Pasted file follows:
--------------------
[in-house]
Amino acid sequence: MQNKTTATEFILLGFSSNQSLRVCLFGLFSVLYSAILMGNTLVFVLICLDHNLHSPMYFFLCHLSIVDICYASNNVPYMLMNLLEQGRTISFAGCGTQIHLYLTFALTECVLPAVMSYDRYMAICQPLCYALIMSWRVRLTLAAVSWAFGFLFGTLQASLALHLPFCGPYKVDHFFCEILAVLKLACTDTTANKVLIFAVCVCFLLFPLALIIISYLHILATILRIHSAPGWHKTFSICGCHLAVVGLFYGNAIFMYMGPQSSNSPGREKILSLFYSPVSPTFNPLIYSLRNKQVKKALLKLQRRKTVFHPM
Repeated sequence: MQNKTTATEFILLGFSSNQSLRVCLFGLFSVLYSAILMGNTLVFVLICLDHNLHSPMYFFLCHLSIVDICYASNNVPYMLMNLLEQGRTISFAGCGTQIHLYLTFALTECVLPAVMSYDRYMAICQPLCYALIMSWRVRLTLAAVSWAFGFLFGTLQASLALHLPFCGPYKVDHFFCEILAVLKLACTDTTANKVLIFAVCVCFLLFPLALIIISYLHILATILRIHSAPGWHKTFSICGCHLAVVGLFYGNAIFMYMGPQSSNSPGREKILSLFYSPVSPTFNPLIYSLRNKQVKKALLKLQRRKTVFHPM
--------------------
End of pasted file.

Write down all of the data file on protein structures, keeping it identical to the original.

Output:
[in-house]
Amino acid sequence: MQNKTTATEFILLGFSSNQSLRVCLFGLFSVLYSAILMGNTLVFVLICLDHNLHSPMYFFLCHLSIVDICYASNNVPYMLMNLLEQGRTISFAGCGTQIHLYLTFALTECVLPAVMSYDRYMAICQPLCYALIMSWRVRLTLAAVSWAFGFLFGTLQASLALHLPFCGPYKVDHFFCEILAVLKLACTDTTANKVLIFAVCVCFLLFPLALIIISYLHILATILRIHSAPGWHKTFSICGCHLAVVGLFYGNAIFMYMGPQSSNSPGREKILSLFYSPVSPTFNPLIYSLRNKQVKKALLKLQRRKTVFHPM
Repeated sequence: MQNKTTATEFILLGFSSNQSLRVCLFGLFSVLYSAILMGNTLVFVLICLDHNLHSPMYFFLCHLSIVDICYASNNVPYMLMNLLEQGRTISFAGCGTQIHLYLTFALTECVLPAVMSYDRYMAICQPLCYALIMSWRVRLTLAAVSWAFGFLFGTLQASLALHLPFCGPYKVDHFFCEILAVLKLACTDTTANKVLIFAVCVCFLLFPLALIIISYLHILATILRIHSAPGWHKTFSICGCHLAVVGLFYGNAIFMYMGPQSSNSPGREKILSLFYSPVSPTFNPLIYSLRNKQVKKALLKLQRRKTVFHPM